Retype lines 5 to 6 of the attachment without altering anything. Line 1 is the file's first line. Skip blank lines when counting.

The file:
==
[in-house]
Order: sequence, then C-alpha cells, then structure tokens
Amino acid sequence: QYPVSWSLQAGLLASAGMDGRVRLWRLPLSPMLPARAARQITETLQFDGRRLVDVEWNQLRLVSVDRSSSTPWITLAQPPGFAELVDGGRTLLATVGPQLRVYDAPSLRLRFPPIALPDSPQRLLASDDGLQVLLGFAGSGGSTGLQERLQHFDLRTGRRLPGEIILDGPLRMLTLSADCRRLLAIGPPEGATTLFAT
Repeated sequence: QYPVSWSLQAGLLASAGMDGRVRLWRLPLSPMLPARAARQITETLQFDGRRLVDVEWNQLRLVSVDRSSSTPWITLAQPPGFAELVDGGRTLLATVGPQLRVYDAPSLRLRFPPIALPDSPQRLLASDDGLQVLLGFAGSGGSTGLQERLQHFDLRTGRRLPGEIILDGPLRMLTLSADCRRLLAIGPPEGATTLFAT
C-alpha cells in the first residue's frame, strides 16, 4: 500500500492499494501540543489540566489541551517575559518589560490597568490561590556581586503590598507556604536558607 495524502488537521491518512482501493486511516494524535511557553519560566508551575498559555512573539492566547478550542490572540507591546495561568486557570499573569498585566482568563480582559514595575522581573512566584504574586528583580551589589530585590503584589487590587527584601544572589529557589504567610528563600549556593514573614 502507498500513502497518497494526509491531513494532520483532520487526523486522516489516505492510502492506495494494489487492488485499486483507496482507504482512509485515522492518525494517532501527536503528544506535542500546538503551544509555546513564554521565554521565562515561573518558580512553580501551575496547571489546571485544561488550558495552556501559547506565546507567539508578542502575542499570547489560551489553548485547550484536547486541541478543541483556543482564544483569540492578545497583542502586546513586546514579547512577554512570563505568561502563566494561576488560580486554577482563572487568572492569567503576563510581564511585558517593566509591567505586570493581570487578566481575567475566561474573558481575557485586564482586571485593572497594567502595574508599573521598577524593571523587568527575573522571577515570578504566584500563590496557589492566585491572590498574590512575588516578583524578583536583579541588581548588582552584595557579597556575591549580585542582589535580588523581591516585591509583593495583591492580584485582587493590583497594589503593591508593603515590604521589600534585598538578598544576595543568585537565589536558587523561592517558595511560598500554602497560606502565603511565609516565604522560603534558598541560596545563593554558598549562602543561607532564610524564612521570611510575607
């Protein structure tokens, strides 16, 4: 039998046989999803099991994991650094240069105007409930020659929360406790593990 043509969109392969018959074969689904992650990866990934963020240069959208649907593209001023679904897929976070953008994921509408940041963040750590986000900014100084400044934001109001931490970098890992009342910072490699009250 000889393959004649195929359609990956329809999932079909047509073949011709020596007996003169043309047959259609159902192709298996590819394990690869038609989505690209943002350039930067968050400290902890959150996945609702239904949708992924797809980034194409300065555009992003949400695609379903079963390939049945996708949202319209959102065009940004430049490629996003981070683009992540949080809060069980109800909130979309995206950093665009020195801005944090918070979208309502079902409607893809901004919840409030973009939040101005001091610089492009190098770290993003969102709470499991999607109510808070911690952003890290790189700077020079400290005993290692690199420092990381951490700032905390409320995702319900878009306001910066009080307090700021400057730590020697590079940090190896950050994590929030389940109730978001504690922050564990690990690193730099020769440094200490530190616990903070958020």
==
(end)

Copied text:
C-alpha cells in the first residue's frame, strides 16, 4: 500500500492499494501540543489540566489541551517575559518589560490597568490561590556581586503590598507556604536558607 495524502488537521491518512482501493486511516494524535511557553519560566508551575498559555512573539492566547478550542490572540507591546495561568486557570499573569498585566482568563480582559514595575522581573512566584504574586528583580551589589530585590503584589487590587527584601544572589529557589504567610528563600549556593514573614 502507498500513502497518497494526509491531513494532520483532520487526523486522516489516505492510502492506495494494489487492488485499486483507496482507504482512509485515522492518525494517532501527536503528544506535542500546538503551544509555546513564554521565554521565562515561573518558580512553580501551575496547571489546571485544561488550558495552556501559547506565546507567539508578542502575542499570547489560551489553548485547550484536547486541541478543541483556543482564544483569540492578545497583542502586546513586546514579547512577554512570563505568561502563566494561576488560580486554577482563572487568572492569567503576563510581564511585558517593566509591567505586570493581570487578566481575567475566561474573558481575557485586564482586571485593572497594567502595574508599573521598577524593571523587568527575573522571577515570578504566584500563590496557589492566585491572590498574590512575588516578583524578583536583579541588581548588582552584595557579597556575591549580585542582589535580588523581591516585591509583593495583591492580584485582587493590583497594589503593591508593603515590604521589600534585598538578598544576595543568585537565589536558587523561592517558595511560598500554602497560606502565603511565609516565604522560603534558598541560596545563593554558598549562602543561607532564610524564612521570611510575607
């Protein structure tokens, strides 16, 4: 039998046989999803099991994991650094240069105007409930020659929360406790593990 043509969109392969018959074969689904992650990866990934963020240069959208649907593209001023679904897929976070953008994921509408940041963040750590986000900014100084400044934001109001931490970098890992009342910072490699009250 000889393959004649195929359609990956329809999932079909047509073949011709020596007996003169043309047959259609159902192709298996590819394990690869038609989505690209943002350039930067968050400290902890959150996945609702239904949708992924797809980034194409300065555009992003949400695609379903079963390939049945996708949202319209959102065009940004430049490629996003981070683009992540949080809060069980109800909130979309995206950093665009020195801005944090918070979208309502079902409607893809901004919840409030973009939040101005001091610089492009190098770290993003969102709470499991999607109510808070911690952003890290790189700077020079400290005993290692690199420092990381951490700032905390409320995702319900878009306001910066009080307090700021400057730590020697590079940090190896950050994590929030389940109730978001504690922050564990690990690193730099020769440094200490530190616990903070958020």